It was recently suggested that I talk a little bit about how to create a web that will help you in creating lesson plans. I am going to present a few very basic webs just to get you thinking!
This first web is focused on centers. This web is simply an example of how webbing can be used to help you think through all aspects of your classroom planning. In every web you want to start with the middle of the web. The middle of the web is the core idea that you will build all other parts of the web from.
Webbing out from the word in the middle are the centers I have elected to set up in my classroom. I could have added fewer or more centers. The point of this article is not to tell you what centers to include in your web or classroom, rather to show you how to use the webbing method.
Now let's take a look at another simple web. This web takes a thematic approach but still focuses on centers. The chosen theme is birds. Now I have to decide what I want to include in my centers to allow for further exploring of the theme.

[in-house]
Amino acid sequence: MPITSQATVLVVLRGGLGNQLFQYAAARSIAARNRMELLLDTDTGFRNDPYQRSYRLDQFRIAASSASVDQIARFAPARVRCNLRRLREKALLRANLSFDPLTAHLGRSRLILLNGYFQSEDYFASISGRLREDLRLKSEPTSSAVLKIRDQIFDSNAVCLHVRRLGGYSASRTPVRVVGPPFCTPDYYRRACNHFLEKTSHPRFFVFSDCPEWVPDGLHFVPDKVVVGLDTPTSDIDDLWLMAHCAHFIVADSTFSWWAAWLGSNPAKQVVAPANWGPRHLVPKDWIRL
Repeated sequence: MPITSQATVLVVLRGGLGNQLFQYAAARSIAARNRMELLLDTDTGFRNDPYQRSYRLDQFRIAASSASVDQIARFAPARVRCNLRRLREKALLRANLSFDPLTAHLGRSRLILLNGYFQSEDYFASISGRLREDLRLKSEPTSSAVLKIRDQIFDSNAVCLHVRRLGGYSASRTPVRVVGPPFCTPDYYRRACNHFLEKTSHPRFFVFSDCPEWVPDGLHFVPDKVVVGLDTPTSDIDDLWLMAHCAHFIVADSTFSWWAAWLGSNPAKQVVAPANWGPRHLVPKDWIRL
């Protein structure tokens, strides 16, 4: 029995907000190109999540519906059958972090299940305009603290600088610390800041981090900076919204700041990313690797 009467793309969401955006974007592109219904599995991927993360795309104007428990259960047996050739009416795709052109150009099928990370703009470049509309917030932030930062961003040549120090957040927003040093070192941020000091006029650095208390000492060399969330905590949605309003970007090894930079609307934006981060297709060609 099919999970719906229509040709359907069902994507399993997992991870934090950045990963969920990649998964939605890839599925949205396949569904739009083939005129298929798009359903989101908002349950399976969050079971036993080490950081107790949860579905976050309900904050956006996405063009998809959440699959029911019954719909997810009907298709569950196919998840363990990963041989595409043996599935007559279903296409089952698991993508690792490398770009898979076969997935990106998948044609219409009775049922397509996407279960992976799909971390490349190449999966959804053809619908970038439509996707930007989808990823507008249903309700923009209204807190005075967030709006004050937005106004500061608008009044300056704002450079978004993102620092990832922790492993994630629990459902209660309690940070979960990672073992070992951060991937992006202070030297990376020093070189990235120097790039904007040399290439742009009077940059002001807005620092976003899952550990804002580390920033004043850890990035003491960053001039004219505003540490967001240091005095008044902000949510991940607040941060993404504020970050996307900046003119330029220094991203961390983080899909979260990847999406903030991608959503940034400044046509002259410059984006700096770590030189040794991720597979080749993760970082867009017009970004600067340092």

In the web to the left, I have added ideas to include in each center. Again this is a very basic example of webbing.
The purpose of webbing is to brainstorm ideas for your lesson plans. You can add more lines to each of the outside circles and at the end of each line, add more ideas.
Going off of this very basic web I would then choose the ideas I like best and transpose the chosen ideas into a lesson plan format.
Here is a basic lesson plan that I created from this simple web...
Webbing is for brainstorming ideas...
Grab a sheet of paper and draw a circle then start building your web of ideas. Your web can be simple or complex.
- Webbing helps you build on a basic idea.
- Webbing illustrates how each idea builds off another.
- Webbing helps you think outside of the box.
- Webbing helps you know where your lesson plans are weak and where they are strong.